Hemingway was born in Chicago and lived there until he was six in a three-story Victorian house in Oak Park that he would later describe as “a place with wide gardens and narrow minds”. There is now a small museum dedicated to him in the same street. Inside the museum is a caricature of the writer printed in Vanity Fair in 1933 in which

Hemingway is depicted wearing a loincloth and putting hair booster on his chest. There is also a photo of the writer as a baby dressed in girl’s clothes, as was the custom in those days until the age of one. Hemingway’s mother Grace, however, continued to do this for years, bringing up Hemingway and his elder sister Marcelline, as though they were twins, dressing them identically – in boys outfits or girls, depending how the mood took her.


This period of his life would prove very traumatic to the author, triggering an anxiety that would lead to an obsession about masculinity, according to a biography by Kenneth S. Lynn published in 1987. In light of this, Hemingway’s work is open to interpretation. Rereading the Nobel Laureate’s novels and short stories, what jumps out at you is not so much the superhero as the insecurities of the men. Like the main character in The Short Happy Life of Francis Macomber, who is ashamed of having run away when shooting big game, many are trying to embody an impossible model of masculinity.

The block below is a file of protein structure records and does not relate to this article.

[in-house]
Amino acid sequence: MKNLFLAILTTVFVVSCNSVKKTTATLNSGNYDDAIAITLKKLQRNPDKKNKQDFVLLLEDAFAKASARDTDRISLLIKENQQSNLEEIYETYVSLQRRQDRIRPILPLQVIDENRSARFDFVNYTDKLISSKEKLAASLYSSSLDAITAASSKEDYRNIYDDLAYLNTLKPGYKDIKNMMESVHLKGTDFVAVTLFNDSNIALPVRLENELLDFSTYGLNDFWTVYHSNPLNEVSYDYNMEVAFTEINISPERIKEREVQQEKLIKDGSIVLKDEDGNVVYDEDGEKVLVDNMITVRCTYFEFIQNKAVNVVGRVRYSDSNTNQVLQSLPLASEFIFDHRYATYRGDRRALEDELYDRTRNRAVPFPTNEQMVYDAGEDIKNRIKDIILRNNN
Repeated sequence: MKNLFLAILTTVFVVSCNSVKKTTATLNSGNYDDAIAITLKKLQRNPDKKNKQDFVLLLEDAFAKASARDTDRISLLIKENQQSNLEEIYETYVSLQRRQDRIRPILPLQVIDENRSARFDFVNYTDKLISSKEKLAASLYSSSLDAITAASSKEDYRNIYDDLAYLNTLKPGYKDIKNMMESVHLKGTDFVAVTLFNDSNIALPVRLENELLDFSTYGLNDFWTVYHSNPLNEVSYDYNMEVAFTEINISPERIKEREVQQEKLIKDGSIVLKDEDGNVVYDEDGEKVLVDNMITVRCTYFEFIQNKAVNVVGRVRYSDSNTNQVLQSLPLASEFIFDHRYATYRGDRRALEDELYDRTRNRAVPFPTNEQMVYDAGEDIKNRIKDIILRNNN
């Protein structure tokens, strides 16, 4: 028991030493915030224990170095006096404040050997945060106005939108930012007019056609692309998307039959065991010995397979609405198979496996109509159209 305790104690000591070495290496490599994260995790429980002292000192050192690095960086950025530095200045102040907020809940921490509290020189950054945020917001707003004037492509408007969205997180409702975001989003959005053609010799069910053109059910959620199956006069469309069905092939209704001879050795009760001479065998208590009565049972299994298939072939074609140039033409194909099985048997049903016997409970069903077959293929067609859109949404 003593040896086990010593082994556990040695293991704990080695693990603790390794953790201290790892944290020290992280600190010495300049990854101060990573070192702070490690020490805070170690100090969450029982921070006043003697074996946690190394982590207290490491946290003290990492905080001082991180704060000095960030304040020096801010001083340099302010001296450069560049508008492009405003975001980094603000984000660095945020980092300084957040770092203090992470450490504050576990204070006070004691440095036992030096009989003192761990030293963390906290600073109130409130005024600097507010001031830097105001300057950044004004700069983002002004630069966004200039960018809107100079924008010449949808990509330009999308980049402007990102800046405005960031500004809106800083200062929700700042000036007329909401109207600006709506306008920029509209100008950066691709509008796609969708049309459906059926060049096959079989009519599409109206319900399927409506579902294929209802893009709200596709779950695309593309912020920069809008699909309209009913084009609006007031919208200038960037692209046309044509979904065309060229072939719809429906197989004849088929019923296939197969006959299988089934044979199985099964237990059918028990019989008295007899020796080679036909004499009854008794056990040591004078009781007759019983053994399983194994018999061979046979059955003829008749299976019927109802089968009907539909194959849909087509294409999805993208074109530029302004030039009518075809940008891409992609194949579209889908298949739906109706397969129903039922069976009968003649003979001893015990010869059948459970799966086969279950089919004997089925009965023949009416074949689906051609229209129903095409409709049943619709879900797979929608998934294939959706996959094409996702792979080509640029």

Hyper-masculinity was part of who he was Paul Hendrickson, Hemingway biographer

Biographer Paul Hendrickson, who wrote Hemingway’s Boat, doesn’t believe that Hemingway’s extreme masculinity can be considered an act. “Hyper-masculinity was part of who he was,” says Hendrickson, a lecturer at the University of Pennsylvania. “It was real and authentic. Maybe it was a convenient mask for his ego, but it wasn’t fake. I believe he was heterosexual, but with many contradictory feelings concerning his sexuality. I’ve never found the slightest evidence that suggests he was attracted to men.”

Hendrickson also speaks about the difficult relationship Hemingway had with his youngest son, Gregory, a transvestite who finally had a sex change at 63. He died as Gloria in a women’s jail in Florida where he was imprisoned for indecent exposure. Once, when Gregory was small, Hemingway caught him trying on his mother’s tights. Later the writer would tell his son: “You and I come from a strange tribe.” According to Hendrickson, Gloria lived what her father could barely admit, even to himself. “Hence the love–hate relationship,” he says.

Meanwhile, Dearborn maintains that this was the prison from which Hemingway would never escape. “In a better world, Hemingway would have pierced his ears,” she says.

Hemingway museum in Chicago

The museum in Oak Park in the suburbs of Chicago has closed its doors 27 years after its inauguration with a view to using the funds from its sale to build a center for writing and investigation incorporating a bookshop and gallery, on a plot beside Hemingway’s birthplace. The foundation will also launch a campaign asking for donations to finance the project to the tune of €1.1 million.

English version by Heather Galloway.